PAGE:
London trio False Heads have long impressed us with their alternative, indie-rock approach. They have reminded us at times of Nirvana and other moments displaying the blistering rock of fellow UK bands Estrons and Palm Honey. For their newest single, “Comfort Consumption”, they find the perfect balance between the 1990s and the 2010s.

This building rocker starts off slowly and methodically, as the band takes us inside the mind of a loner or a drifter who is confused with her place and situation. The song then takes on a new identity, soaring into a blistering rocker to reflect the changing tide in the person’s life. “Take my hand or let me drown”, frontman Luke Griffiths repeats, indicating how close the protagonist is to falling off the edge. As you continue to listen to this song, Nirvana’s “Come As You Are” may come to mind, as the two tracks share similar themes and messages.

“Comfort Consumption” is from the band’s new EP, Gutter Press, which is out now via 25 Hour Convenience Store.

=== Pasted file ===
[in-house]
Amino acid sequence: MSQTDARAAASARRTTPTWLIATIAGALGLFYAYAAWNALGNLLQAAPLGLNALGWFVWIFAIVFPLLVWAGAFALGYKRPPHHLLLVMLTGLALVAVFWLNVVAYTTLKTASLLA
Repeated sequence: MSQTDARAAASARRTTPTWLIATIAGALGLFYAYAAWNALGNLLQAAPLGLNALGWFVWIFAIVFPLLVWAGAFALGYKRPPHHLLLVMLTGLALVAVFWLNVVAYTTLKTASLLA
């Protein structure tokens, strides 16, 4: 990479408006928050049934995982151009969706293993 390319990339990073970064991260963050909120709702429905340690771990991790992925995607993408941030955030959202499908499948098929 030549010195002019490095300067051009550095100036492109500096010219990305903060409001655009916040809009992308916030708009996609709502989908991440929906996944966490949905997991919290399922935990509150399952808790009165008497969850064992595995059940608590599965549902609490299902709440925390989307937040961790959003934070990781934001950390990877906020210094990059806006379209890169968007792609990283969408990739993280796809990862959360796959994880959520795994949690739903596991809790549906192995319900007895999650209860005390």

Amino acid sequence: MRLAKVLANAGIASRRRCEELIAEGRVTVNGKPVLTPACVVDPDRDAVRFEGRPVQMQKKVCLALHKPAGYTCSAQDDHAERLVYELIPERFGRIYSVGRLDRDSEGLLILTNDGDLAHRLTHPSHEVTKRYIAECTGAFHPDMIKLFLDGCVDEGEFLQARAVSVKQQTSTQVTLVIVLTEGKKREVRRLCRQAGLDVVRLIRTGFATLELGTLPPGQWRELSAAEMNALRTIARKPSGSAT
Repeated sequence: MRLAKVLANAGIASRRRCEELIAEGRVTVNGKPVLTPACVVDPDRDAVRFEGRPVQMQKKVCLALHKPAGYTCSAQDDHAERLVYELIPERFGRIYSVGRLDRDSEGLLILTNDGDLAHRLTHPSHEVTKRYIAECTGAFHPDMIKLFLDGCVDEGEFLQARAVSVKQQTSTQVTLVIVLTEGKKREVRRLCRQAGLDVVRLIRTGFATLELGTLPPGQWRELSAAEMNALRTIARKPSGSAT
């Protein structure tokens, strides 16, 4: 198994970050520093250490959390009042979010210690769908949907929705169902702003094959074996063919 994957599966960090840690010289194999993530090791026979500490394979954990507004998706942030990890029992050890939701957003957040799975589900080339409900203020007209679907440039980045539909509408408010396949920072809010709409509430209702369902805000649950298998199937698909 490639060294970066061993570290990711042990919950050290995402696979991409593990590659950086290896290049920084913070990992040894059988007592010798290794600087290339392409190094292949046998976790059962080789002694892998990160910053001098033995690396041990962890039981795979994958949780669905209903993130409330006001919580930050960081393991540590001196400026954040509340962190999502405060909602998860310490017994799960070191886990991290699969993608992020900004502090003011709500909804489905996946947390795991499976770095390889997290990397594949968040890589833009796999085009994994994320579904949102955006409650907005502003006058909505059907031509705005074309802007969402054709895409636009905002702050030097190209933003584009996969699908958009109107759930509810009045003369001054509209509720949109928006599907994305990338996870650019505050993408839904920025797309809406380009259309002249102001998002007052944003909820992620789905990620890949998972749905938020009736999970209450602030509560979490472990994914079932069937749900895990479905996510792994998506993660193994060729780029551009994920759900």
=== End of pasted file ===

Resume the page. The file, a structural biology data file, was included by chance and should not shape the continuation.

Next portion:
False Heads are Luke Griffiths, Jake Elliott, and Barney Nash.

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Freedom Fry – “Napoleon” (Los Angeles, USA)

RIYL: Blondfire, Gothic Tropic, SWIMM

We’ve long been enamored by the music of Freedom Fry, the wife-husband duo of Marie Seyrat and Bruce Driscoll. From rootsy Americana to electrifying electro-pop to easy, breezing indie pop, they have long dazzled us. Three weeks ago, they released a song that has been in constant rotation here, but for some reason we didn’t share it. Well, our procrastination comes to an end today.

“Napoleon” is like the perfect cup of coffee in the morning, a song that picks up your spirits and gives you an immediate buzz. Reflecting back on her heritage, Seyrat turns the image and name of Napoleon completely upside down. Like the infamous French emperor, Seyrat sings about conquering and winning, but in this case the target is the heart of a person. But to win love one must take risks and chances, and just go after what she so desperately wants.

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GANGLY – “Whole Again” (Reykjavik, Iceland)

RIYL: Samaris, JFDR, Sigur Rós

Jófríður Ákadóttir is everywhere these days. At just 22-years old, the young Icelander is involved with rising band Samaris; Pascal Pinon, which she and her twin sister, Ásthildur, founded in 2009 at the age of 14; and her own solo project under the moniker JFDR. Through these projects, she has released 9 albums already. She is essentially Ty Segall’s equivalent but operating within the indietronica and dream-folk realms. The other group she’s involved with is GANGLY, who have graced these pages in the past.